With the last days of 2021 winding down, some parts of the country are as deeply embedded in the COVID-19 pandemic as they’ve ever been. In New York City, urgent care centers are seeing up to five times their normal volume while at the same time grappling with staffing shortages (which are at least partially due to the virus to begin with). Patients need care for all the “normal” urgent care complaints while locations are also flooded with people concerned they have the virus or clamoring for a COVID-19 test to ensure they don’t. With giving up the fight not being an option, some urgent care operators are having to think outside the box. Assuming they’re not too wiped out by their own symptoms, even providers who are quarantining can take on telemedicine consults. Remember that under telemedicine parity laws, virtual visits for COVID-19 screening can be reimbursed at the same rates as in-person visits (with the specimen then being collected by the medical assistant, if needed). And the U.S. Department of Health and Human Services allows use of code 99211 for COVID testing even if there is no provider on-site; this includes submitting and reviewing lab orders, which normally would be a provider task. For more insights, see the American Medical Association’s slide show, Special Coding Advice During COVID-19 Public Health Emergency. Maryland state health officials put together another document that could be helpful, as well. With new drugs approved for treatment of COVID-19, there could be a light at the end of the tunnel. With widespread availability a ways off, however, it’s still a pretty long tunnel.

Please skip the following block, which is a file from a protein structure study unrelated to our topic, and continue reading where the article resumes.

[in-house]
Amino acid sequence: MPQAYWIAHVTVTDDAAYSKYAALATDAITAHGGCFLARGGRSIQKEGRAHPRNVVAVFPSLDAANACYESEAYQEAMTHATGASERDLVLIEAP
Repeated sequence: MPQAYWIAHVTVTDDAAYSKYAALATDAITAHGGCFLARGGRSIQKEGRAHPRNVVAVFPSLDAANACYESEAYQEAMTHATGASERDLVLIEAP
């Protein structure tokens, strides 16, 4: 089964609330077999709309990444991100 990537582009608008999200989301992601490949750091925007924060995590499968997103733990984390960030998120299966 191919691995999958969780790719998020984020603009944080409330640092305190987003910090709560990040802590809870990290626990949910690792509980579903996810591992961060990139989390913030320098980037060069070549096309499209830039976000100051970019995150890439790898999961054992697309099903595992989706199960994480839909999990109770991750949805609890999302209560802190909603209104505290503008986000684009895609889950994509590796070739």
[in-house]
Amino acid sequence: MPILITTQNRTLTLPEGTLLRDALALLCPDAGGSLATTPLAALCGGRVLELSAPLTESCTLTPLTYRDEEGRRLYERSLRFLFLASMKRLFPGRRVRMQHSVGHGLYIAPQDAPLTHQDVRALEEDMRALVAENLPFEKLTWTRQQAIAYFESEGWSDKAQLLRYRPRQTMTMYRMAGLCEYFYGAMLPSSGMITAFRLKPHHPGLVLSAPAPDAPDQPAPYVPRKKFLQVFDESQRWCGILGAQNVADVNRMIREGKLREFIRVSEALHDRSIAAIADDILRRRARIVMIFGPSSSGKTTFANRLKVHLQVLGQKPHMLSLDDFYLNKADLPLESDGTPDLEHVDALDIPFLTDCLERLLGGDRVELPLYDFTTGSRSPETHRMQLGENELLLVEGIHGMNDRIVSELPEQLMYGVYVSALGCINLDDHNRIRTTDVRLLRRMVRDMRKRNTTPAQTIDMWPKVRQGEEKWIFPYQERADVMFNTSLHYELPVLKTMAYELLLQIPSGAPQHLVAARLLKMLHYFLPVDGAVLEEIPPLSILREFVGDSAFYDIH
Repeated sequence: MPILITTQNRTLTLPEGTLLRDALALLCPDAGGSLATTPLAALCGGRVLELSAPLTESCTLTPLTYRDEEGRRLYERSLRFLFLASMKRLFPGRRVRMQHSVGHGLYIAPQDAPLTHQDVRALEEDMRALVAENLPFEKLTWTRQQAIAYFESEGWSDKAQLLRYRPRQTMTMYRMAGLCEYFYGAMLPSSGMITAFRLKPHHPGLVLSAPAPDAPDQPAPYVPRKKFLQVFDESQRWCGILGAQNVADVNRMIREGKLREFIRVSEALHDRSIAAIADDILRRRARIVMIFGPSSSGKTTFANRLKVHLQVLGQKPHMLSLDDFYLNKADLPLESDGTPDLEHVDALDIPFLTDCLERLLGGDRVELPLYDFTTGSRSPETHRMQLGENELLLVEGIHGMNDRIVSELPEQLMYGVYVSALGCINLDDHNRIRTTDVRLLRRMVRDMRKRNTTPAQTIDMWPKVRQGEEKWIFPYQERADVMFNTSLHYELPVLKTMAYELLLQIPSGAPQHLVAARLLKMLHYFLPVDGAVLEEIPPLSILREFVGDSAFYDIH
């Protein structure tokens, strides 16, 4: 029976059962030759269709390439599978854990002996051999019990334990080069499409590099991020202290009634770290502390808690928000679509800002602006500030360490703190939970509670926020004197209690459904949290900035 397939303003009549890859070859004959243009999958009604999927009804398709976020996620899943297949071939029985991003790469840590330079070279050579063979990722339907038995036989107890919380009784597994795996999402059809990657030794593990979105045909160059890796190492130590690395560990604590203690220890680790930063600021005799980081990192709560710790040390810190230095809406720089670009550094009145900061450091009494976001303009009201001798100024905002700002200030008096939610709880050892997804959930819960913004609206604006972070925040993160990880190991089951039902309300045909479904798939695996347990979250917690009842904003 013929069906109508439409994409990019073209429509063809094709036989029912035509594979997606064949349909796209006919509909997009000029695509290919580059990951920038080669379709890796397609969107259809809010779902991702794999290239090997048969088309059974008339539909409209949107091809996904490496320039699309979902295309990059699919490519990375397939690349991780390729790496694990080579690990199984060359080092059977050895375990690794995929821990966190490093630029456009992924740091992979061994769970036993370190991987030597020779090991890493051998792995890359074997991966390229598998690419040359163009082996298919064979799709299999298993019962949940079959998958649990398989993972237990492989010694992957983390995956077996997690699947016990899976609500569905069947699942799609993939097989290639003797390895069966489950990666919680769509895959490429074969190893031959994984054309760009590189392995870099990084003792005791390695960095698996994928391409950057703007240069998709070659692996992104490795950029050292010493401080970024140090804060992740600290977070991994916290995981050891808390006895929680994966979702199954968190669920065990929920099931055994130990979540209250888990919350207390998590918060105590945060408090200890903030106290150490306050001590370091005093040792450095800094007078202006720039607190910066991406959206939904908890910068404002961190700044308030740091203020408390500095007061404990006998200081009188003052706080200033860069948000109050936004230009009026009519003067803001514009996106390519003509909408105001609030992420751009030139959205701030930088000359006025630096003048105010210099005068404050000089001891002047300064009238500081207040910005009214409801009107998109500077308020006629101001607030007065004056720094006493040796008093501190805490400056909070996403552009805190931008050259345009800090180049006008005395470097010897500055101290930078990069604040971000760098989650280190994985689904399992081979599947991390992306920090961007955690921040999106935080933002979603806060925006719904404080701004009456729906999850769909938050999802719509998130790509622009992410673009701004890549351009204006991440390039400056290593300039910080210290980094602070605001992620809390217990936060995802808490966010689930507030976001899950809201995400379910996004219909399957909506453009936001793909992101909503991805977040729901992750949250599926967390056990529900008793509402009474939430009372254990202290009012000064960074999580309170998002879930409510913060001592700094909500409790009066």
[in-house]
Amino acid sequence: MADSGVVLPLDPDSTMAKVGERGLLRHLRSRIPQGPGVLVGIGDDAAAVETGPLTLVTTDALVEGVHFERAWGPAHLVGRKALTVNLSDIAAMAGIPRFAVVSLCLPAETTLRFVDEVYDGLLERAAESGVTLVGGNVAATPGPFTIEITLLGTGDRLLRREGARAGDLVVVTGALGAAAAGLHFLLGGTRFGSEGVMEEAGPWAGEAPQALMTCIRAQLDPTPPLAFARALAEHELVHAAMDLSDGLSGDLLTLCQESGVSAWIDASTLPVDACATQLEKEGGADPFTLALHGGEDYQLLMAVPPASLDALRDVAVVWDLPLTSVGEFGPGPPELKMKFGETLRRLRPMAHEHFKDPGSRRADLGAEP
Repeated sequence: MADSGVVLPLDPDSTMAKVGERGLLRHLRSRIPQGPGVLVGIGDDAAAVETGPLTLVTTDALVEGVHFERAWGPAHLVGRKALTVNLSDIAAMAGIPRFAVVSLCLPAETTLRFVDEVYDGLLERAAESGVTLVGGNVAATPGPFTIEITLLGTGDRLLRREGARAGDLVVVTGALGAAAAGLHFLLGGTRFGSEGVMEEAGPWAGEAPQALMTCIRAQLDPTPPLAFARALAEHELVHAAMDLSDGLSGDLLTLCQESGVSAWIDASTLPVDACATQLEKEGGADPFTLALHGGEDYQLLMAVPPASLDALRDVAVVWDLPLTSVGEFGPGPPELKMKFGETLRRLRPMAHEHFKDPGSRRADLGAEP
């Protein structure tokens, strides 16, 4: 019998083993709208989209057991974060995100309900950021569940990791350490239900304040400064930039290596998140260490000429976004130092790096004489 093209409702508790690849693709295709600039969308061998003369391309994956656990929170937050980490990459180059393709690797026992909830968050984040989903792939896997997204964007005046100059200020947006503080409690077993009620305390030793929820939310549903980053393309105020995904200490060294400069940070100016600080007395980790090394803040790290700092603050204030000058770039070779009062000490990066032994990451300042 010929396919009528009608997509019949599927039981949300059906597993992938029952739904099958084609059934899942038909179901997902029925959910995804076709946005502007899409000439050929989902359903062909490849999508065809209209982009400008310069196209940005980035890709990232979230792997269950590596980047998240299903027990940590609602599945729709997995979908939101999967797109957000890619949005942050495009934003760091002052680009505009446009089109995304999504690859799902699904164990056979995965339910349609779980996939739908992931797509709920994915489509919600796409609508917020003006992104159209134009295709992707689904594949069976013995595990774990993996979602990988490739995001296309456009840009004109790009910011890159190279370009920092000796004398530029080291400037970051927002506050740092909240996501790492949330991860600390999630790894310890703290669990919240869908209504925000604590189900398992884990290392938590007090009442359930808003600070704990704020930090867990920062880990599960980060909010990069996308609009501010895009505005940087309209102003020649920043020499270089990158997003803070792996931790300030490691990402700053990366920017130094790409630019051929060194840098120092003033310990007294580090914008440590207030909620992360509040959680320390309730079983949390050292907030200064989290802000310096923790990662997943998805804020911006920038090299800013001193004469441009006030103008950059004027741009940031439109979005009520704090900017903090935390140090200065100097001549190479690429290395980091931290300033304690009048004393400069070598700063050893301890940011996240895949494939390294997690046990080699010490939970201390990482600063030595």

Urgent Care Will Have to Get Creative to Solve Staffing and Pandemic Crises. Are You Up to It?